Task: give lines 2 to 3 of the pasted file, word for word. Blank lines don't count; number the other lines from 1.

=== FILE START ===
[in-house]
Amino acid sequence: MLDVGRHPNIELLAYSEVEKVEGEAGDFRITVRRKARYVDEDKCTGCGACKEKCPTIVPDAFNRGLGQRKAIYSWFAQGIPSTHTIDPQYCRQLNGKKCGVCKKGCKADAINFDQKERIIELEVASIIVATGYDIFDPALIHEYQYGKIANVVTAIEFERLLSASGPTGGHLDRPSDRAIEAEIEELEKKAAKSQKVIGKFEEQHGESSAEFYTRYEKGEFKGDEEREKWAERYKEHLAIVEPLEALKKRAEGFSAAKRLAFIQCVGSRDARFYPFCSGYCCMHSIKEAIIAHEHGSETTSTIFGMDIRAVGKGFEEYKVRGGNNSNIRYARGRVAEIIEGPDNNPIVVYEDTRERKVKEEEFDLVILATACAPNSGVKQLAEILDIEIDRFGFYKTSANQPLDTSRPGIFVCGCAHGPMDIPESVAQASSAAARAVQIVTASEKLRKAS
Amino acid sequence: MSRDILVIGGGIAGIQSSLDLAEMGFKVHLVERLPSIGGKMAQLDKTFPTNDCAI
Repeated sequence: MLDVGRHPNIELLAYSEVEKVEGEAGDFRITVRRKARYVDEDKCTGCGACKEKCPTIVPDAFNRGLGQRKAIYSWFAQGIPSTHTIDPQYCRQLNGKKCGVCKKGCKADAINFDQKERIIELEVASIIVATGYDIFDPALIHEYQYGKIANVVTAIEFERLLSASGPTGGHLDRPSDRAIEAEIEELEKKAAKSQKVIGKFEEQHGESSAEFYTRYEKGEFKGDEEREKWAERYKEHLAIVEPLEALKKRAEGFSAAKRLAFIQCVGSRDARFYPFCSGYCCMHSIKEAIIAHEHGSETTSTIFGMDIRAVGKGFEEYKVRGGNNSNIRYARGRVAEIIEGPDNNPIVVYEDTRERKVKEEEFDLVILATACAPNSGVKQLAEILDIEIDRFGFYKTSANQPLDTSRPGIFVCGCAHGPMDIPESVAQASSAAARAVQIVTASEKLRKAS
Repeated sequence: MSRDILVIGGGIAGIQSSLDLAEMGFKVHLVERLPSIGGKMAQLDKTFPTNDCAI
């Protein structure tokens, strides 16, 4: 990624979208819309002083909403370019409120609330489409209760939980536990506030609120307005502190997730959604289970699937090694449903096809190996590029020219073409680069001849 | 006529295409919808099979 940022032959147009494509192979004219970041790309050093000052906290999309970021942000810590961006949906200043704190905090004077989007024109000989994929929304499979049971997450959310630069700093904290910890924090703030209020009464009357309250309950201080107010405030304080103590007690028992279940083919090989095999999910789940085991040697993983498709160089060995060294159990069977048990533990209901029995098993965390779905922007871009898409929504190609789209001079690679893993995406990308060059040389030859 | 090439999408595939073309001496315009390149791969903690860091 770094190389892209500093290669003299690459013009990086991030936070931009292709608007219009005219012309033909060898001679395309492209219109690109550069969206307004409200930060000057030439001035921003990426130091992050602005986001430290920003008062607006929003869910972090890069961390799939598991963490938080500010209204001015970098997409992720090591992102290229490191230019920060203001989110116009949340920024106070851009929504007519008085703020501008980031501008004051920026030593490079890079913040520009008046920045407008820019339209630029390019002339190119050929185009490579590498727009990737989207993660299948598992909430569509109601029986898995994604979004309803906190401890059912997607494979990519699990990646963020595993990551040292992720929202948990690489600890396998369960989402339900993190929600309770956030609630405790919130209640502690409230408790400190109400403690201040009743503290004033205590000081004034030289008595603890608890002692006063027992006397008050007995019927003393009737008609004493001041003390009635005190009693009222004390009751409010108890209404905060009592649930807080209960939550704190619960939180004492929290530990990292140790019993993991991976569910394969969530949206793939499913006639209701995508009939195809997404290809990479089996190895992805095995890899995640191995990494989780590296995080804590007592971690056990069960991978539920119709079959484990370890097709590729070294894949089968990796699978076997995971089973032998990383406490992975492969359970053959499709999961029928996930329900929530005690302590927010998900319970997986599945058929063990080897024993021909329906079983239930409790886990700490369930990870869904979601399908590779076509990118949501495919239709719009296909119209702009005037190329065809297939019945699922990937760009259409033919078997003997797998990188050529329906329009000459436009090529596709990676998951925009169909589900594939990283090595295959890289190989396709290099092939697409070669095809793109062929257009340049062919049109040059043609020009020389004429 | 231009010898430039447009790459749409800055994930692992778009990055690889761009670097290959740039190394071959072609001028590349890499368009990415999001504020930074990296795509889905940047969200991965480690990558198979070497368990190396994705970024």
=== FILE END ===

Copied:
Amino acid sequence: MLDVGRHPNIELLAYSEVEKVEGEAGDFRITVRRKARYVDEDKCTGCGACKEKCPTIVPDAFNRGLGQRKAIYSWFAQGIPSTHTIDPQYCRQLNGKKCGVCKKGCKADAINFDQKERIIELEVASIIVATGYDIFDPALIHEYQYGKIANVVTAIEFERLLSASGPTGGHLDRPSDRAIEAEIEELEKKAAKSQKVIGKFEEQHGESSAEFYTRYEKGEFKGDEEREKWAERYKEHLAIVEPLEALKKRAEGFSAAKRLAFIQCVGSRDARFYPFCSGYCCMHSIKEAIIAHEHGSETTSTIFGMDIRAVGKGFEEYKVRGGNNSNIRYARGRVAEIIEGPDNNPIVVYEDTRERKVKEEEFDLVILATACAPNSGVKQLAEILDIEIDRFGFYKTSANQPLDTSRPGIFVCGCAHGPMDIPESVAQASSAAARAVQIVTASEKLRKAS
Amino acid sequence: MSRDILVIGGGIAGIQSSLDLAEMGFKVHLVERLPSIGGKMAQLDKTFPTNDCAI